On Mismatch, a digital magazine for designers, founder Kat Holmes calls inclusive design “a skill that is developed with practice, over time.” Holmes continues, “In my education as an engineer, designer, and citizen I never formally learned about inclusion or exclusion. Accessibility, sociology, and civil rights weren’t required curricula for learning how to build technology.” For designers, she writes, “three fears of inclusion will likely strike you at some point. If so, you’re not alone. But from each of them grows an insight into the nature of inclusion.”
· Inclusion isn’t nice: There are many different interpretations of the word “inclusion,” but very little guidance on what exactly this word means. The bottom line is that inclusion isn’t nice; it’s about challenging the status quo and fighting for hard-won victories.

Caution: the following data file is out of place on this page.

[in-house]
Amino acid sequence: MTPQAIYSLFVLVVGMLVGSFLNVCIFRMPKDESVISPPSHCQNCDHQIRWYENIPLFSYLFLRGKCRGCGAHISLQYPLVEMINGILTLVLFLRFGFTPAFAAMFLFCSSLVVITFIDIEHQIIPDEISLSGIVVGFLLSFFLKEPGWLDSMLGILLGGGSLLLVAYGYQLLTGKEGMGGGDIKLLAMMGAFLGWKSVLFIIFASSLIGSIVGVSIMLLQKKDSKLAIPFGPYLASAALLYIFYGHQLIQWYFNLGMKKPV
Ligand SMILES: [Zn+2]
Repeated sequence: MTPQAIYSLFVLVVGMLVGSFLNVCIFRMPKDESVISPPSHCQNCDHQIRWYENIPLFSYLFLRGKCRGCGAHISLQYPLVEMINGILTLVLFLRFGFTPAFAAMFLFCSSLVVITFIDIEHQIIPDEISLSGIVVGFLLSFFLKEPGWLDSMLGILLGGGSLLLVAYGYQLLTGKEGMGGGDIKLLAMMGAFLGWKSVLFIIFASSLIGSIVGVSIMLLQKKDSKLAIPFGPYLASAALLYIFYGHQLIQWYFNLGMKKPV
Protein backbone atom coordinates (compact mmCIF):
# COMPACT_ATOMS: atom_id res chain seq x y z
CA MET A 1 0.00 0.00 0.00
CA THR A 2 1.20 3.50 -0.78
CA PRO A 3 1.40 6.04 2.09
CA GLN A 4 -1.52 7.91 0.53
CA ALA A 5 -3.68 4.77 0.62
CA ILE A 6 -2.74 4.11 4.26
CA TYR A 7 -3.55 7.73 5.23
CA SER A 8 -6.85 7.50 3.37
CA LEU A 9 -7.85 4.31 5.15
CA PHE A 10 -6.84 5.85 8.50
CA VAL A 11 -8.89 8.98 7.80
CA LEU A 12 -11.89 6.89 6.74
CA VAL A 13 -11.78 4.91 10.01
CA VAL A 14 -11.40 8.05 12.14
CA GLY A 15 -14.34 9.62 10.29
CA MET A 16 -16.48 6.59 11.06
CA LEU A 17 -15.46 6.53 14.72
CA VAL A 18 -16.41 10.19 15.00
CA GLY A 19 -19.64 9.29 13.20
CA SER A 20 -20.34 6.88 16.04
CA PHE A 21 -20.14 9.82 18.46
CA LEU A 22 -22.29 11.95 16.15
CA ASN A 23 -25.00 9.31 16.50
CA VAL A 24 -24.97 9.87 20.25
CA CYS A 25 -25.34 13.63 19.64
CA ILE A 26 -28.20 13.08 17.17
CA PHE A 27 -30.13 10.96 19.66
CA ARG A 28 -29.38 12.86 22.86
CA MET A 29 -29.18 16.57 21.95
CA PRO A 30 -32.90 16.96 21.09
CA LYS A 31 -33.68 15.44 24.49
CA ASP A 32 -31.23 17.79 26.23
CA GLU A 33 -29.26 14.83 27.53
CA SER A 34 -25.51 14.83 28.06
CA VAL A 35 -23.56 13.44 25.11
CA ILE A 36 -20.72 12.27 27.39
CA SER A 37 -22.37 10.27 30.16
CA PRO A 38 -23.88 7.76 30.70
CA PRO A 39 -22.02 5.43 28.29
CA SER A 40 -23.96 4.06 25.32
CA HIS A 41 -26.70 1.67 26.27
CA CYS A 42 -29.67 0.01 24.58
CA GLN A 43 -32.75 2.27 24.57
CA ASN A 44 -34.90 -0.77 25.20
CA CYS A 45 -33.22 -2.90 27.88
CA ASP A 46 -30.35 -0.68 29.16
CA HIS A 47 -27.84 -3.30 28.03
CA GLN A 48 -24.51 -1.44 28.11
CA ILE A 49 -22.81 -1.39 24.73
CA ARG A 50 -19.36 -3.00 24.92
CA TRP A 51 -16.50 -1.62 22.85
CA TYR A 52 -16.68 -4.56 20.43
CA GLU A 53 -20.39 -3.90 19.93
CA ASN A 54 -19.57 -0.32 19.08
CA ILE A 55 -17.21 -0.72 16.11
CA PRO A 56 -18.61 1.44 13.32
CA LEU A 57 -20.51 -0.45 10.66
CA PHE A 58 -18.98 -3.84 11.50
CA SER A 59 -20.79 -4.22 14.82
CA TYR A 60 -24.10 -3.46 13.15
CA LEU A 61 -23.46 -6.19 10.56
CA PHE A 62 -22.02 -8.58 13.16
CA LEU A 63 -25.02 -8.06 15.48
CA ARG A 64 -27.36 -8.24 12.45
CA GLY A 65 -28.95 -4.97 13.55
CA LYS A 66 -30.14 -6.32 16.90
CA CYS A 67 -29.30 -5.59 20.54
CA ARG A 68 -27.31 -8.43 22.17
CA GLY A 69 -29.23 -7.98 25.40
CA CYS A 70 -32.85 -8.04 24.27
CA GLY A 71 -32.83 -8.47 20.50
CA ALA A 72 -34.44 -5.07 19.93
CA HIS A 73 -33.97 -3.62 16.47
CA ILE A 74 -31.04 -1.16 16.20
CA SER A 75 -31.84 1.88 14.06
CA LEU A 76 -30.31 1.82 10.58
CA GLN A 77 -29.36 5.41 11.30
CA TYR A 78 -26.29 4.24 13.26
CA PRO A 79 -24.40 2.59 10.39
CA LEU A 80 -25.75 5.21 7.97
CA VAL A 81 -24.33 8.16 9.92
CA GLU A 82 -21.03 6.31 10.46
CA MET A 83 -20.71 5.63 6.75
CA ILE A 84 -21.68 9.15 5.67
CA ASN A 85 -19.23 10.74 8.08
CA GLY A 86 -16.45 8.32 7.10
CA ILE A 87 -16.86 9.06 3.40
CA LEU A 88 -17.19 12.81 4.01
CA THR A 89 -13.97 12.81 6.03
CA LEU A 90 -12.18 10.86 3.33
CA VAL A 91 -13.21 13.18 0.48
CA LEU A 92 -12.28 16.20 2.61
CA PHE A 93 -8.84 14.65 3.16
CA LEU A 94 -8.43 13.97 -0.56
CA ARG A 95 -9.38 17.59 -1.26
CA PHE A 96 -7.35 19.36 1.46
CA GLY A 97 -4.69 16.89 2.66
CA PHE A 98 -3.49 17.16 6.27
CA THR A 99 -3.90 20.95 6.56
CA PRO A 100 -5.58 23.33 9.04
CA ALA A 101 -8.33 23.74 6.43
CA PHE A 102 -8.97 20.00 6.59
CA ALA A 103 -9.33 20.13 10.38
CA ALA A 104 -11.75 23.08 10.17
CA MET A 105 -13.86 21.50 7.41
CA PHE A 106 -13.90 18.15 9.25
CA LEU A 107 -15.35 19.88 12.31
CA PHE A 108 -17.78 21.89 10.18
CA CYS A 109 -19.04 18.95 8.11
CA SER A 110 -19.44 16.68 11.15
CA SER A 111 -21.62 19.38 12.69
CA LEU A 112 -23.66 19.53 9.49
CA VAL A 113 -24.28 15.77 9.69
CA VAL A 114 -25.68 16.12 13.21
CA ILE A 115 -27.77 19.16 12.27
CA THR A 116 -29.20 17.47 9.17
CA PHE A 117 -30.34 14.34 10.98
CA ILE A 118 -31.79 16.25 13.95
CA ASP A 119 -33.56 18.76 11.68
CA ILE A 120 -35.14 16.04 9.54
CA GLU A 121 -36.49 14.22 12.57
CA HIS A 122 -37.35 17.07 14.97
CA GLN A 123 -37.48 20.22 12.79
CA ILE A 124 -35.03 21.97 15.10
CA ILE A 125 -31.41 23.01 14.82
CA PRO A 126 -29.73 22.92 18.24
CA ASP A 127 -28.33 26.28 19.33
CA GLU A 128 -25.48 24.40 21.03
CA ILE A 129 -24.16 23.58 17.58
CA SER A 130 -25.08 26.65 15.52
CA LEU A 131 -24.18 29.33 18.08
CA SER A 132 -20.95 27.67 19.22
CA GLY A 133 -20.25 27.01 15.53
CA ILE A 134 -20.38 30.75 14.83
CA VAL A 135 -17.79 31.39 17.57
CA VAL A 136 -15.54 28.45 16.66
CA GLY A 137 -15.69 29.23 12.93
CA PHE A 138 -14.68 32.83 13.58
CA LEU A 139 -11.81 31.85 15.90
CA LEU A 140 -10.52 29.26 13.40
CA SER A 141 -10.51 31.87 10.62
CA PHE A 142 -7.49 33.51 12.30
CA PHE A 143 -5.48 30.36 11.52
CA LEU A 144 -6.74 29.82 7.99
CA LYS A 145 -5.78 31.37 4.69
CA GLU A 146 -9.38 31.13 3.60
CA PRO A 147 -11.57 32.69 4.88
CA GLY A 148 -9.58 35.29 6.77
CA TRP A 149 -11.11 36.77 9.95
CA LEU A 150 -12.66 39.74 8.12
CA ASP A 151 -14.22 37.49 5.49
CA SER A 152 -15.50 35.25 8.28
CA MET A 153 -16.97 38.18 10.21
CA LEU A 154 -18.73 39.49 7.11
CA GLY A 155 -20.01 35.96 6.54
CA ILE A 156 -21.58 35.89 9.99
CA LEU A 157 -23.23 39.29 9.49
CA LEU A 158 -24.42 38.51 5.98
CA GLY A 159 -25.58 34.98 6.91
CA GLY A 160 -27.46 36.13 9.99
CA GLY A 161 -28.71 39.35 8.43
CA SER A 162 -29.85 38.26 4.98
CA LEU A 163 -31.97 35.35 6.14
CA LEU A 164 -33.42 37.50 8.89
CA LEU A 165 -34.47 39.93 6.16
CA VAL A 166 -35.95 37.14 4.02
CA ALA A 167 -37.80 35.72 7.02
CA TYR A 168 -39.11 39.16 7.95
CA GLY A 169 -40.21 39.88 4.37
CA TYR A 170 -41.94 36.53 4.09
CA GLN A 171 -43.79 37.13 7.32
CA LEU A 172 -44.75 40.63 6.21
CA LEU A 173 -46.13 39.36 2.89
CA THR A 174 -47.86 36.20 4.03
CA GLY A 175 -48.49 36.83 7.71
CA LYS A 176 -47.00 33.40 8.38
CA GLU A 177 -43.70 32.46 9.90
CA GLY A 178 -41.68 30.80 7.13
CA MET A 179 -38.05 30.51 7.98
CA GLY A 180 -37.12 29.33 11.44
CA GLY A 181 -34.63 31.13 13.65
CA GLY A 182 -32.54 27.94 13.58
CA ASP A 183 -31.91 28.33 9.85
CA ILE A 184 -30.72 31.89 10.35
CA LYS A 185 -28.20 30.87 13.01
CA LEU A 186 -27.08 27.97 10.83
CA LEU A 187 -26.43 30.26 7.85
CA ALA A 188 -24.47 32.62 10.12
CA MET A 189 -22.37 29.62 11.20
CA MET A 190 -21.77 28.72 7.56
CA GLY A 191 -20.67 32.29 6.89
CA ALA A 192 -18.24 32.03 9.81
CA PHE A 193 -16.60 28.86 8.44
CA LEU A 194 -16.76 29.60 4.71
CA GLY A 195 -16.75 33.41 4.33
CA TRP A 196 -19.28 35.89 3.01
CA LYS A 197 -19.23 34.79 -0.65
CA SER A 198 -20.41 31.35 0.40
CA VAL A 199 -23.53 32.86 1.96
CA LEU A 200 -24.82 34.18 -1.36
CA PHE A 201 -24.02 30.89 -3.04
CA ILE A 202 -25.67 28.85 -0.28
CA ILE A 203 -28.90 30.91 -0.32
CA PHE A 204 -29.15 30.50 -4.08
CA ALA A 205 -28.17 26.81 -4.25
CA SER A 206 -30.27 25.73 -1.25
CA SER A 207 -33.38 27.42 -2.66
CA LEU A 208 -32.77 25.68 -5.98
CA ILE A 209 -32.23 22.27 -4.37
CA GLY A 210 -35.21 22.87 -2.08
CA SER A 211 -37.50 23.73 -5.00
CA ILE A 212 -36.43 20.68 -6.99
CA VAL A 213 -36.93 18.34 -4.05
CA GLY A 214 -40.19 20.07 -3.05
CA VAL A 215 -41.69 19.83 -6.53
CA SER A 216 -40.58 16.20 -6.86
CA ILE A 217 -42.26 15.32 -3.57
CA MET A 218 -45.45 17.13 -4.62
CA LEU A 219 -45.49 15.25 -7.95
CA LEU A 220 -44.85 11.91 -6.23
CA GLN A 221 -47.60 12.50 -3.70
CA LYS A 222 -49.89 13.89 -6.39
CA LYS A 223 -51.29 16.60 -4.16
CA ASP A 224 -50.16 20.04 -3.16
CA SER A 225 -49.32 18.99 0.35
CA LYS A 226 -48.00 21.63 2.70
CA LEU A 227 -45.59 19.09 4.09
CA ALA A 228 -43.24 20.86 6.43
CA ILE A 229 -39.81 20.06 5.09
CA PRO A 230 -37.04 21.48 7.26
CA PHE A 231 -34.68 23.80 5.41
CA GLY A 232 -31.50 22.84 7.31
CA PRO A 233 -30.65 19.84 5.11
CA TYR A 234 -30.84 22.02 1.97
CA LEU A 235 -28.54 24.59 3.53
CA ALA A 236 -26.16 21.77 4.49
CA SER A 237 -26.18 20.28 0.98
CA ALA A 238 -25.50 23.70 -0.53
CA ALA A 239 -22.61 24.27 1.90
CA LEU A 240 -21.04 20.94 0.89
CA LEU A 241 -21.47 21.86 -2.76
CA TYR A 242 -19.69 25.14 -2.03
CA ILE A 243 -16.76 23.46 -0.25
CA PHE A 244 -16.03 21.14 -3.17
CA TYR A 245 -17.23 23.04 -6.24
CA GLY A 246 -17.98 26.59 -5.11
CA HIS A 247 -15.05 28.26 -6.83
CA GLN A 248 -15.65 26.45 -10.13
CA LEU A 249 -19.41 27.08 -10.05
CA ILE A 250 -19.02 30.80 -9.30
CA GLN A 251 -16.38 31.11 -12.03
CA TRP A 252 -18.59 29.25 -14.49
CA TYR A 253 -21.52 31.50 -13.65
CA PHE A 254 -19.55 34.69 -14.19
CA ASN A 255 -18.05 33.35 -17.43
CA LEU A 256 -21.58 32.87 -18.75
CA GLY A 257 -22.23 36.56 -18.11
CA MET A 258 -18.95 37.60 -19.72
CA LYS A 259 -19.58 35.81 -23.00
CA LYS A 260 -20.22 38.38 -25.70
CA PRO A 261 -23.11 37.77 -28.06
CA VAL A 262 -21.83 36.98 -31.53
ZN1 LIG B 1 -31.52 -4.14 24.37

· Inclusion is imperfect: There are endless nuances and considerations when designing for people. There is no single answer that suits everyone. Accessible solutions are always, inevitably, accessible to some but not all people.
· Inclusion is ongoing: There are rarely enough talented people, time, and money to make a sudden sea change in inclusivity. As a result, the work of inclusion is never done.
An important distinction between inclusive design and universal design is that accessibility is an attribute, whereas inclusive design is a method. In other words, universal design is one-size-fits-all, while inclusive design is one-size-fits-one.
Kat Holmes is the author of the book Mismatch: How Inclusion Shapes Design. Read the full article here, on Mismatch.